Why Villa? My Dad was a fan. Simple as that. I’d love to wax lyrical about how some special moment, player or goal made me fall in love with the club. Or the first sight of the claret and blue AV in the North Stand made my heart skip a beat. Or maybe a beautiful tale about how myself and my father overcame our suppressed emotional states through a mutual love of our club (some truth here maybe but such a cliche).
No, disregarding the family connection, there is no reason why I should support Villa.
It was the mid 80s, attendances were low. The team was bad and getting worse. Had I been five years older, I’d have Bosko Jankovic day, Rotterdam, and the Super Cup as my early memories. Instead I got Graham Turner, Simon Stainrod and the Andy Gray of 1986, not 1977. My earliest football memories aren’t even of Villa. I watched Everton beat Watford in the 1984 FA Cup Final, and was transfixed as Liverpool beat Roma in the European Cup Final a few weeks later.
In contrast, the Villa were never on TV.
In 1984 I was aged 9 and officially a football fanatic. Panini sticker books and Shoot! magazine told me all I needed to know about my new obsession. I desperately wanted to go to a game and that meant Villa Park.
Unfortunately, my timing couldn’t have been worse.
During the next 12 months, the Bradford fire, Heysel disaster and riots at St Andrews and Kenilworth Road were all over the news. With the mindset of a lemming adjacent to a large precipice, I pleaded with Mum to let me go.
Unsurprisingly, she said no.
She eventually relented in October 1986. Villa were 20th in the old Division One, having lost 6 of our first 7 games. Regardless, I accompanied Dad to my first game at Villa Park. What would it be like to see the grand stadium for the first time?
Well…there’s a lot of nostalgia nowadays for grounds, pre Taylor Report, but in truth most were crap. Villa Park was regarded as one of the best, but there wasn’t much competition. We approached the ground from the Holte side, which looked big but dilapidated, the Witton Lane Stand (now Doug Ellis) was small and nondescript. In contrast , the Trinity Road looked grand and the North Stand looked modern and bright (how things change).
But it didn’t look like the intimidating arena dad described in his tales of the old Division Three.
Our opponents that day were Chelsea. Their fans had a reputation for trouble so police patrolled menacingly on horseback, harassing the few hardy souls queuing outside the Holte entrance. Once in we used the worst toilets I’d ever seen (and I went to secondary school) then had little trouble finding a good spot on the terrace. I watched Villa play out a breathtakingly dull 0-0 draw in front of 17,000 in the cold Autumn rain. The air of decline was all too evident.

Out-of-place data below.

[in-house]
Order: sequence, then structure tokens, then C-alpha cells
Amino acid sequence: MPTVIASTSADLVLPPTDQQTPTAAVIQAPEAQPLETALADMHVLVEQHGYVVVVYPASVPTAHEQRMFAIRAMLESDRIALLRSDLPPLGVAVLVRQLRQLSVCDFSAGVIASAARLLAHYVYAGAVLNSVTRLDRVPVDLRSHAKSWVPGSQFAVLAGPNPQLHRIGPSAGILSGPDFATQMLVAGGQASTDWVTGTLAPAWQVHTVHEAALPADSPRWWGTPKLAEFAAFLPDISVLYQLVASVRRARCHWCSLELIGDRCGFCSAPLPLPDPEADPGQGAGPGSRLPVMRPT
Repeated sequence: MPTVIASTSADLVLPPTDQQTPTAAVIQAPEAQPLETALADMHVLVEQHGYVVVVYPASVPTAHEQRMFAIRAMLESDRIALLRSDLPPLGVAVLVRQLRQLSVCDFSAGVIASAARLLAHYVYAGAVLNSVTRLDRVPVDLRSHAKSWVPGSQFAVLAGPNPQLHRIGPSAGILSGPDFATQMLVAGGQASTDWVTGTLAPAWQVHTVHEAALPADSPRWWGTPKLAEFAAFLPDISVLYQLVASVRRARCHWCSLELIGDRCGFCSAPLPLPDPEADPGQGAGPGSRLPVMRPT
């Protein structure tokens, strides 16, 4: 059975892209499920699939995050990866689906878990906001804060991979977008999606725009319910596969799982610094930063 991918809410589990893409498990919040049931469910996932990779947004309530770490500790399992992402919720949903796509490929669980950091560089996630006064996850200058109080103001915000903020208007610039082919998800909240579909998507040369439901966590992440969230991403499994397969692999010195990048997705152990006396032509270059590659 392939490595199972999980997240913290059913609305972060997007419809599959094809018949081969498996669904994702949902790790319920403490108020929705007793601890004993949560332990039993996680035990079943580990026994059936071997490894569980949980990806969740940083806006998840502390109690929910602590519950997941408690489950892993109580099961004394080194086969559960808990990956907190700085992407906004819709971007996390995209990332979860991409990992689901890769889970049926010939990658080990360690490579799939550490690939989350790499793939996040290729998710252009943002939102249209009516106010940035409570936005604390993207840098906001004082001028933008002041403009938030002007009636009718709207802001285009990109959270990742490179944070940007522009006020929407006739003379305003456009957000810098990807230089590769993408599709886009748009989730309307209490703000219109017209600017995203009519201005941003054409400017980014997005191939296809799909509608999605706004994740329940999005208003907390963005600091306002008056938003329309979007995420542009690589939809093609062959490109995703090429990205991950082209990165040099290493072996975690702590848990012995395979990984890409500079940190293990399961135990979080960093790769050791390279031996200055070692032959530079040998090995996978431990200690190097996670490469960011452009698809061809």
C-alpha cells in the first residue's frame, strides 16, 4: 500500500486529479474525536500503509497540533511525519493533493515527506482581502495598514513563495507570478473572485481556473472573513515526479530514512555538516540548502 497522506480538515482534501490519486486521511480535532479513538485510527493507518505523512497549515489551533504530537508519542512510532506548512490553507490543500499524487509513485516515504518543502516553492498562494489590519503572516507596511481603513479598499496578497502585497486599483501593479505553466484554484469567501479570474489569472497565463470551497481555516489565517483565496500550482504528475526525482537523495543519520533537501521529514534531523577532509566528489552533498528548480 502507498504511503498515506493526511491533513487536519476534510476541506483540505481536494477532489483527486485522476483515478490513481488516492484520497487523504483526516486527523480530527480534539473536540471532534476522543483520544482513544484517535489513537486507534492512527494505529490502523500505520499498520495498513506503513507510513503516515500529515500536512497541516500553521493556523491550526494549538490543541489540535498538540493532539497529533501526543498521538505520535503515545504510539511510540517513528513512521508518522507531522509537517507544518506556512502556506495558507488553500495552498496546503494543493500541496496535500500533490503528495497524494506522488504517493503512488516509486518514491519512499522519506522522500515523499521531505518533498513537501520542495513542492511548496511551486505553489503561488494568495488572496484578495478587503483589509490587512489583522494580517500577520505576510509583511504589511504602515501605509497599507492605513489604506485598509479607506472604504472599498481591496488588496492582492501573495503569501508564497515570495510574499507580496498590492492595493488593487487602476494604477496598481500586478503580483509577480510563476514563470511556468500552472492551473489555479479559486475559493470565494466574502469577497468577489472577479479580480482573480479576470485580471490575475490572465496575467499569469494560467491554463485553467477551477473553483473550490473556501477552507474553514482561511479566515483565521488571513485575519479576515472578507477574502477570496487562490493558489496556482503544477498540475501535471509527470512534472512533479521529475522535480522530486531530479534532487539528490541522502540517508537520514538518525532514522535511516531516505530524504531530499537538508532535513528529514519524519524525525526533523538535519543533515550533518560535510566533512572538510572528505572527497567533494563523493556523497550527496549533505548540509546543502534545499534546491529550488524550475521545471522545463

Bournemouth 1972 this was not.
Shrewdly sensing I might waver, Dad quickly took me to another game. This time against Arsenal. It will get better, he assured me.
We lost 4-0.
We didn’t attend again till Boxing Day, a big football occasion, Dad said. And things were better. I saw my first Villa Park goal as Neale Cooper put us ahead in a 2-0 win over Charlton. We returned a week later for an exciting 2-2 draw with Chelsea in the FA cup.
Off and running.
Countless games and goals since, I’m still there. Accompanied now by my 2 sons, both with their own stories of why they support our club. Dad is still there too, now in his 61st season. In truth it wouldn’t have mattered if we’d have lost the first five games, or ten. Or If Villa Park had gone to rack and ruin. This club is in my blood. My Dad’s first game was in 1959 v Swansea Town (yes Town), his father attended in the 1930s and 40s. As did my maternal grandfather, who is from Aston, as was his father. I like to think of my great great grandfathers attending in the 1800s, entirely possible though I have no evidence of this. People come and go in life, but for football families your club is yours forever. To reject it would be to reject your past, the legacy of your ancestors. Without these hereditary bonds clubs would need constant success to survive. It is the reason proper fans get so angry with glory supporters and football tourists.
Despite the family connections, my support for Villa is not dependent on relationships with others in my family. Had my children inexplicably supported other clubs, my relationship with them would be affected, but my relationship with the Villa would be unchanged. It supersedes just about anything. Put simply….
Blood is thicker than water
But hereditary support is thicker than both
By Rob Smith